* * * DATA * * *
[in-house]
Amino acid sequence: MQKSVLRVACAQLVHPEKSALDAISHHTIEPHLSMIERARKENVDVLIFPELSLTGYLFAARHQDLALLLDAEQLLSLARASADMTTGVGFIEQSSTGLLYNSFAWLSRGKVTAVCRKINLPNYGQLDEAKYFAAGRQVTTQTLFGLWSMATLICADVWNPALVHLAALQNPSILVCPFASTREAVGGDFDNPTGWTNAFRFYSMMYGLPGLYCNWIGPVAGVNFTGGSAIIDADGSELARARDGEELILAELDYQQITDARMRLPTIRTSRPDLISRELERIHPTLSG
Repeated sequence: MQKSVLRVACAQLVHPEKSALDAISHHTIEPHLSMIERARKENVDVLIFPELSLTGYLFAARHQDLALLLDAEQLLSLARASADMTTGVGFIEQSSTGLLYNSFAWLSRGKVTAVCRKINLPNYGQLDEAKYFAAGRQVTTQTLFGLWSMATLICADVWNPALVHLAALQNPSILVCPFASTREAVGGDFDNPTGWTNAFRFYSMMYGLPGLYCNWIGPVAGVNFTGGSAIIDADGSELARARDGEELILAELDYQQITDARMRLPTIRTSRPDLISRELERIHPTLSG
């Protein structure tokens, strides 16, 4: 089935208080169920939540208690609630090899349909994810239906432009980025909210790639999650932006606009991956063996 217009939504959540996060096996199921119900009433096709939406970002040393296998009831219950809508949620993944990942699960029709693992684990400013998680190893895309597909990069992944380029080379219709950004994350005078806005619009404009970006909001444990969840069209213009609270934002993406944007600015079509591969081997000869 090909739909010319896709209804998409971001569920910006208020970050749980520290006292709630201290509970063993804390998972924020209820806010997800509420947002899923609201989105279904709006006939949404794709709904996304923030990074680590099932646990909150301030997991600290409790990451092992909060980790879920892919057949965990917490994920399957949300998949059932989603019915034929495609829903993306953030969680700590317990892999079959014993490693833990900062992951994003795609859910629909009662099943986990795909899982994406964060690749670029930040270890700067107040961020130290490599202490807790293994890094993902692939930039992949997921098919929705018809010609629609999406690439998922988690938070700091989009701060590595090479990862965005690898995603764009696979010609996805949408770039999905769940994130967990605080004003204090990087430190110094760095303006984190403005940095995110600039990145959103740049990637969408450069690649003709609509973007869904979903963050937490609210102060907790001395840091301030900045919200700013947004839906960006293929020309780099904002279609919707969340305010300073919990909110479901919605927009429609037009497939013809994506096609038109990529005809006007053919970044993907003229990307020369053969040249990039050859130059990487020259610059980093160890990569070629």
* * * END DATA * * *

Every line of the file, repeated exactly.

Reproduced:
[in-house]
Amino acid sequence: MQKSVLRVACAQLVHPEKSALDAISHHTIEPHLSMIERARKENVDVLIFPELSLTGYLFAARHQDLALLLDAEQLLSLARASADMTTGVGFIEQSSTGLLYNSFAWLSRGKVTAVCRKINLPNYGQLDEAKYFAAGRQVTTQTLFGLWSMATLICADVWNPALVHLAALQNPSILVCPFASTREAVGGDFDNPTGWTNAFRFYSMMYGLPGLYCNWIGPVAGVNFTGGSAIIDADGSELARARDGEELILAELDYQQITDARMRLPTIRTSRPDLISRELERIHPTLSG
Repeated sequence: MQKSVLRVACAQLVHPEKSALDAISHHTIEPHLSMIERARKENVDVLIFPELSLTGYLFAARHQDLALLLDAEQLLSLARASADMTTGVGFIEQSSTGLLYNSFAWLSRGKVTAVCRKINLPNYGQLDEAKYFAAGRQVTTQTLFGLWSMATLICADVWNPALVHLAALQNPSILVCPFASTREAVGGDFDNPTGWTNAFRFYSMMYGLPGLYCNWIGPVAGVNFTGGSAIIDADGSELARARDGEELILAELDYQQITDARMRLPTIRTSRPDLISRELERIHPTLSG
């Protein structure tokens, strides 16, 4: 089935208080169920939540208690609630090899349909994810239906432009980025909210790639999650932006606009991956063996 217009939504959540996060096996199921119900009433096709939406970002040393296998009831219950809508949620993944990942699960029709693992684990400013998680190893895309597909990069992944380029080379219709950004994350005078806005619009404009970006909001444990969840069209213009609270934002993406944007600015079509591969081997000869 090909739909010319896709209804998409971001569920910006208020970050749980520290006292709630201290509970063993804390998972924020209820806010997800509420947002899923609201989105279904709006006939949404794709709904996304923030990074680590099932646990909150301030997991600290409790990451092992909060980790879920892919057949965990917490994920399957949300998949059932989603019915034929495609829903993306953030969680700590317990892999079959014993490693833990900062992951994003795609859910629909009662099943986990795909899982994406964060690749670029930040270890700067107040961020130290490599202490807790293994890094993902692939930039992949997921098919929705018809010609629609999406690439998922988690938070700091989009701060590595090479990862965005690898995603764009696979010609996805949408770039999905769940994130967990605080004003204090990087430190110094760095303006984190403005940095995110600039990145959103740049990637969408450069690649003709609509973007869904979903963050937490609210102060907790001395840091301030900045919200700013947004839906960006293929020309780099904002279609919707969340305010300073919990909110479901919605927009429609037009497939013809994506096609038109990529005809006007053919970044993907003229990307020369053969040249990039050859130059990487020259610059980093160890990569070629």